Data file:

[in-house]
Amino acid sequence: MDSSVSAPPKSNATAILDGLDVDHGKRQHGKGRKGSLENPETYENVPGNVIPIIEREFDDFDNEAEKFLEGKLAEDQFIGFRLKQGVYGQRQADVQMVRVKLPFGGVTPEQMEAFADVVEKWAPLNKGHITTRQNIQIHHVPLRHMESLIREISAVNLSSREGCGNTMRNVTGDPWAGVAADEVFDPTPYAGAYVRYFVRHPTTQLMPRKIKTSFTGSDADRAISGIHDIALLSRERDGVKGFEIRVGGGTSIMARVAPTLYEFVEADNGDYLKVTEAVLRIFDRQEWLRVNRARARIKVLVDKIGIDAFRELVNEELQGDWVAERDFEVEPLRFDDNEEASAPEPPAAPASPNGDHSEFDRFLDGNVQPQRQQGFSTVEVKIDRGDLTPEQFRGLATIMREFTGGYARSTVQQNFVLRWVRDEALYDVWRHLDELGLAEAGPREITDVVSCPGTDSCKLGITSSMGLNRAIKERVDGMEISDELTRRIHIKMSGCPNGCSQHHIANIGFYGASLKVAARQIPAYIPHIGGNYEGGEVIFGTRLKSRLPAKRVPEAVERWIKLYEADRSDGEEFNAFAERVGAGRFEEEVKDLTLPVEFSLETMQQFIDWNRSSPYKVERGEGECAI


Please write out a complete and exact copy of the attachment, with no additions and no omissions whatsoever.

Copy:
[in-house]
Amino acid sequence: MDSSVSAPPKSNATAILDGLDVDHGKRQHGKGRKGSLENPETYENVPGNVIPIIEREFDDFDNEAEKFLEGKLAEDQFIGFRLKQGVYGQRQADVQMVRVKLPFGGVTPEQMEAFADVVEKWAPLNKGHITTRQNIQIHHVPLRHMESLIREISAVNLSSREGCGNTMRNVTGDPWAGVAADEVFDPTPYAGAYVRYFVRHPTTQLMPRKIKTSFTGSDADRAISGIHDIALLSRERDGVKGFEIRVGGGTSIMARVAPTLYEFVEADNGDYLKVTEAVLRIFDRQEWLRVNRARARIKVLVDKIGIDAFRELVNEELQGDWVAERDFEVEPLRFDDNEEASAPEPPAAPASPNGDHSEFDRFLDGNVQPQRQQGFSTVEVKIDRGDLTPEQFRGLATIMREFTGGYARSTVQQNFVLRWVRDEALYDVWRHLDELGLAEAGPREITDVVSCPGTDSCKLGITSSMGLNRAIKERVDGMEISDELTRRIHIKMSGCPNGCSQHHIANIGFYGASLKVAARQIPAYIPHIGGNYEGGEVIFGTRLKSRLPAKRVPEAVERWIKLYEADRSDGEEFNAFAERVGAGRFEEEVKDLTLPVEFSLETMQQFIDWNRSSPYKVERGEGECAI